But I get mileage out of doing Focusing on all kinds of areas.

Comment by unreal on Rest Days vs Recovery Days · 2019-03-21T01:05:01.668Z · score: 13 (4 votes) · LW · GW

So some very general links (since 'improving productivity on chores and future planning' sounds like it could mean a lot of things):

Overall, I've gotten large gains out of designing my life such that work feels like water flowing downhill rather than me trying to trudge uphill.

I use Policy-Based Intentions a fair amount, as a way to save willpower. I'm like a game designer trying to design the maze that my mouse is running in, if that makes sense. And I try to make it easy for the mouse to make the correct decisions depending on the situation.

Comment by unreal on Rest Days vs Recovery Days · 2019-03-20T19:33:36.337Z · score: 14 (7 votes) · LW · GW

I think Kaj is right. But in general, video games / TV feel like they help me escape the present moment, avoid thinking about something or feeling my body, and keep me in my head. Video games also have that feeling of fake productivity which makes them feel like a compulsive "pretend work." (Aka pica.)

I guess I also should have distinguished "reading for pleasure" and "productive reading." I was advocating for the former and not so much the latter.

Once, I did a spontaneous picnic where I put a blanket outside somewhere nice and brought a basket of food and a book. And I just lounged outside, reading [Annihilation] and eating and looking at nature. If I imagine having TV instead, I feel like I lose the ability to choose where my attention goes freely. With a book, I can pause or daydream and take my time with it more easily.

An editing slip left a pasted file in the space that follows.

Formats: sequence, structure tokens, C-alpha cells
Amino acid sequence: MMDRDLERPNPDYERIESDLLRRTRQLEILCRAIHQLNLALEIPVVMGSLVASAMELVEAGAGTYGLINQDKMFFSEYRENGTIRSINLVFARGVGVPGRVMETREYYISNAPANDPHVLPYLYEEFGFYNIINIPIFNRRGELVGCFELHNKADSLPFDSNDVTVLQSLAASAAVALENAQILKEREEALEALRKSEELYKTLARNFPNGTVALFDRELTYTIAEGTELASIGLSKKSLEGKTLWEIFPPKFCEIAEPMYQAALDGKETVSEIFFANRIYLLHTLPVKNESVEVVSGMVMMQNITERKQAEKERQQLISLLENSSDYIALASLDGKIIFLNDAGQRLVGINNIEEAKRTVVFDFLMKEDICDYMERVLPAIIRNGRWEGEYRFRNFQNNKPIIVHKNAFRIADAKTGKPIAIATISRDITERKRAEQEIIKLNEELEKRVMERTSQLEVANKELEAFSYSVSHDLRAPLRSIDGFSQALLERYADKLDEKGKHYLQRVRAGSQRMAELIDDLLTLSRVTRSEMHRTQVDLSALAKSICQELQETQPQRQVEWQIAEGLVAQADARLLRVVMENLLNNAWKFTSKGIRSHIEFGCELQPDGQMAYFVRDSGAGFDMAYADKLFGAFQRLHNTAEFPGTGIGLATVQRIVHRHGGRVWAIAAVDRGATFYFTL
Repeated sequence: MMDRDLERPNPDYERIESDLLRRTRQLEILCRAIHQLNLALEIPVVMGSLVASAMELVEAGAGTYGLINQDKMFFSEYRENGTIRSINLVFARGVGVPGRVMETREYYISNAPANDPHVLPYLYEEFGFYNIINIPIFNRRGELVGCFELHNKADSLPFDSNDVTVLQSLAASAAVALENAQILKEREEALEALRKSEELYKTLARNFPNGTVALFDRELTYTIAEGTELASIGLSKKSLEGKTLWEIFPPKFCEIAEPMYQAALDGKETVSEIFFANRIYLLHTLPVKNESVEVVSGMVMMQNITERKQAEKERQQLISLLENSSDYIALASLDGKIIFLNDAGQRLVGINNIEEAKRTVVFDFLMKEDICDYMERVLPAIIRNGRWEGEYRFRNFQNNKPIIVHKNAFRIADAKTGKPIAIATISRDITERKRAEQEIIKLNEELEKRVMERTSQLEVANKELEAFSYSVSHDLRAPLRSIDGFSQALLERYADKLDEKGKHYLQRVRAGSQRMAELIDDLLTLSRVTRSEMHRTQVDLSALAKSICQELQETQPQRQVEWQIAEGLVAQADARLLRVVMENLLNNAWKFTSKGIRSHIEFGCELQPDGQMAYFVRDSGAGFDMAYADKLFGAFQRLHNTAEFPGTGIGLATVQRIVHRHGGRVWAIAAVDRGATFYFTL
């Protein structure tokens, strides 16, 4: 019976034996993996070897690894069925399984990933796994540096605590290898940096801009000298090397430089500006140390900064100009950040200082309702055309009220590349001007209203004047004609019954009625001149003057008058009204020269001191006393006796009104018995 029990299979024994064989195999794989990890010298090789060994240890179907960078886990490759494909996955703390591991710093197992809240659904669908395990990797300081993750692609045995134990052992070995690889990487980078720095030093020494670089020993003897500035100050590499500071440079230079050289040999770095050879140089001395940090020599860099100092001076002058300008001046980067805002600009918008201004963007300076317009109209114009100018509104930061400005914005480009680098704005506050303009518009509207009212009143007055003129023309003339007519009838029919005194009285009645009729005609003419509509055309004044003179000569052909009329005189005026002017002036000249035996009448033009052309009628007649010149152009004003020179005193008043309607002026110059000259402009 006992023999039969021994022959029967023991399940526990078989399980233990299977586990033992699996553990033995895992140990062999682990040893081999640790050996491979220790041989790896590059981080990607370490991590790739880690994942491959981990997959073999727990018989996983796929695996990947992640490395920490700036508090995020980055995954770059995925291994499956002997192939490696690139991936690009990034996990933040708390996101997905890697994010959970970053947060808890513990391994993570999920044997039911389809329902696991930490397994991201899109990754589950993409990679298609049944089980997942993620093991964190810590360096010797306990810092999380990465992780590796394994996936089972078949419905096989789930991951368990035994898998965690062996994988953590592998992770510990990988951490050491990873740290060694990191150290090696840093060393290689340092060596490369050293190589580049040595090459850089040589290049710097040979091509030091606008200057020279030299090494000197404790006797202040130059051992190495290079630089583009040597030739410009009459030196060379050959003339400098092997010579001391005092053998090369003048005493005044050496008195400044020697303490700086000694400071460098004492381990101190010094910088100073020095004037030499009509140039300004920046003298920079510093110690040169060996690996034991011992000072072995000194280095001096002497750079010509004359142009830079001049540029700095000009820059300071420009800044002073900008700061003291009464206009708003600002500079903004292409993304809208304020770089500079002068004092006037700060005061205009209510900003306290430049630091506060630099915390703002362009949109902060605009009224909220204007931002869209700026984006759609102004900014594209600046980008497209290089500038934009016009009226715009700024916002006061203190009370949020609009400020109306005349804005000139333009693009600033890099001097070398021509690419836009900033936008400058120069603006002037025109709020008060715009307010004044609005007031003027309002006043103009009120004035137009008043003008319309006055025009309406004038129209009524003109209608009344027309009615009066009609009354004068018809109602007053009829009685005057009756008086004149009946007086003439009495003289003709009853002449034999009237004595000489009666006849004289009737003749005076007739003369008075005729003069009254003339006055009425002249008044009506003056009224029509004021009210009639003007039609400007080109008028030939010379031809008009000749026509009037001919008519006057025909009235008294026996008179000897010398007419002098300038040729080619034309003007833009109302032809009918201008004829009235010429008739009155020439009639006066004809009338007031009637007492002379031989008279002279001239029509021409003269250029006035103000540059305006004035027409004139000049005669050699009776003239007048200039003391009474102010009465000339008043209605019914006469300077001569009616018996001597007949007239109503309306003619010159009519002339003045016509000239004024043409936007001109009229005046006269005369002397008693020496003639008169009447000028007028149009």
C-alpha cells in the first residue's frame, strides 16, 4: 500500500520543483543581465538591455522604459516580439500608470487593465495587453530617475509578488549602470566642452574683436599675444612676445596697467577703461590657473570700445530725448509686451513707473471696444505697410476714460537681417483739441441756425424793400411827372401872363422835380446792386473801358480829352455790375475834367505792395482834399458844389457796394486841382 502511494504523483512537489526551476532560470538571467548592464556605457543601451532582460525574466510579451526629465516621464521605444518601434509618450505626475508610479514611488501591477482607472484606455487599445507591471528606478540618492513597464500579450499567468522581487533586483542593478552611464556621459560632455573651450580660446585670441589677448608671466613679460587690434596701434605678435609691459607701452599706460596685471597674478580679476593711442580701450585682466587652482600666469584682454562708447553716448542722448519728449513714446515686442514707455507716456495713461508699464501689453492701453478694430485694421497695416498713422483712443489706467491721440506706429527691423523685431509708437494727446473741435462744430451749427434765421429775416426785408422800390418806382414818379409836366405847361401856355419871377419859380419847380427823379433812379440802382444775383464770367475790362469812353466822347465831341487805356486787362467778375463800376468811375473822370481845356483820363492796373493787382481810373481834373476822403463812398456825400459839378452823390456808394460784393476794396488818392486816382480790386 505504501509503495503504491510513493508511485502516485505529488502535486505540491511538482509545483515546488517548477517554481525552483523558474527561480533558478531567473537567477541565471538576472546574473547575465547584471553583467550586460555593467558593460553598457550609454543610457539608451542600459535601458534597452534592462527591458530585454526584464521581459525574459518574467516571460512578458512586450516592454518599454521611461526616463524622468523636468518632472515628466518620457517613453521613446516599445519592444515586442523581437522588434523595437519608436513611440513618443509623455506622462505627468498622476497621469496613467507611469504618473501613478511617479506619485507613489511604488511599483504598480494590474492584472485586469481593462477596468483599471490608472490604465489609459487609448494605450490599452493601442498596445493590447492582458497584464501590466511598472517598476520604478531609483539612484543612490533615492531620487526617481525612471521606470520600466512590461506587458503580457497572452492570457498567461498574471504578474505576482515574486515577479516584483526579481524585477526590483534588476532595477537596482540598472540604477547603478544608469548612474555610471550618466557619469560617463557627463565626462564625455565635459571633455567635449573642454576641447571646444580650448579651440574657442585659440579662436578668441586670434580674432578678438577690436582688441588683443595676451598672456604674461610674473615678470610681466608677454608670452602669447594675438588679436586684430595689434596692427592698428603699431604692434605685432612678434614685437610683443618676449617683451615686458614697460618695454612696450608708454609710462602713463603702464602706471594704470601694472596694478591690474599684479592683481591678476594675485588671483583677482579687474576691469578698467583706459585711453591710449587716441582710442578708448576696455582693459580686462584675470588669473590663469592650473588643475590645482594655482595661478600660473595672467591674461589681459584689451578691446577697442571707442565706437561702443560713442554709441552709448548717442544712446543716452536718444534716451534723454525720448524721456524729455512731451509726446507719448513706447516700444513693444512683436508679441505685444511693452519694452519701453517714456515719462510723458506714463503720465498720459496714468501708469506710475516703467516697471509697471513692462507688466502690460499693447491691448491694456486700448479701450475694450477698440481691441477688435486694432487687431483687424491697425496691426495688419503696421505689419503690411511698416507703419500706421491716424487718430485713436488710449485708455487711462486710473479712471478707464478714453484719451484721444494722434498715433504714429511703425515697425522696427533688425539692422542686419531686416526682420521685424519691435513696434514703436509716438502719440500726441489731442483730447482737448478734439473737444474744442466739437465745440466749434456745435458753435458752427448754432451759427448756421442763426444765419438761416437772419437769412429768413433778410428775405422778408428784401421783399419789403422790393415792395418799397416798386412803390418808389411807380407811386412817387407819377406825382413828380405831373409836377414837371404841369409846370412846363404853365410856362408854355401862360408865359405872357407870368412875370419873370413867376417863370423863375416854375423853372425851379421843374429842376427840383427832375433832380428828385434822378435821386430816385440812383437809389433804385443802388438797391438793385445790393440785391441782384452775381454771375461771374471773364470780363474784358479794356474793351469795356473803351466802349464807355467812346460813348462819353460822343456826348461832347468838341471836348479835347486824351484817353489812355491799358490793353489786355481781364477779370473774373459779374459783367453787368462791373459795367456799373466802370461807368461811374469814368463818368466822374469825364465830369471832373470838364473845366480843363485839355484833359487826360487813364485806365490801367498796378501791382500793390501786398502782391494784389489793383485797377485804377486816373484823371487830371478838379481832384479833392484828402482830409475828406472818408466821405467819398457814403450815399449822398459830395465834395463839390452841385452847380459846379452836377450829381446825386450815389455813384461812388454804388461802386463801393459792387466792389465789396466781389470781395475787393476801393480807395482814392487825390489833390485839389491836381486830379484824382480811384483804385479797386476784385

But really it's up to you what counts as Restful. I can imagine watching video interviews Restful for some reason. Or listening to podcasts. I'm less sure what Restful video games for me would be.

Comment by unreal on Rest Days vs Recovery Days · 2019-03-20T19:18:37.242Z · score: 14 (4 votes) · LW · GW

I would experiment with that in the following ways:

  • Try not doing any projects and see how that is (This seems good for what Zvi / Ben describe as an emergency check / Sabbath as alarm.)
  • When you feel like working on a project, do so but periodically check "Do I still feel good about doing this right now? Is this yummy? Do I want to be doing this?" Do the check and then follow what seems good in the moment.
Comment by unreal on Active Curiosity vs Open Curiosity · 2019-03-17T00:07:39.143Z · score: 8 (4 votes) · LW · GW

Open curiosity does not actively seek to understand. Which is why I call the other one 'active'.

I suspect concentrated and diffuse curiosity are both referring to types of active curiosity. Open curiosity is talking about something different.

Comment by unreal on Active Curiosity vs Open Curiosity · 2019-03-15T13:11:43.489Z · score: 8 (4 votes) · LW · GW

yes, this is basically what I'm referring to

Comment by unreal on Policy-Based vs Willpower-Based Intentions · 2019-02-28T22:10:31.135Z · score: 9 (4 votes) · LW · GW

Oh yeah. I do think the nature of the task is an important factor. It's not like you can willy-nilly choose policy-based or willpower-based. I did not mean to present it as though you had a choice between them.

I was more describing that there are (at least) two different ways to create intentions, and these are two that I've noticed.

But you said that you can't use this on everything, so maybe the policies that I would need willpower to install just happen to be different from the policies that you would need willpower to install.

This seems likely true.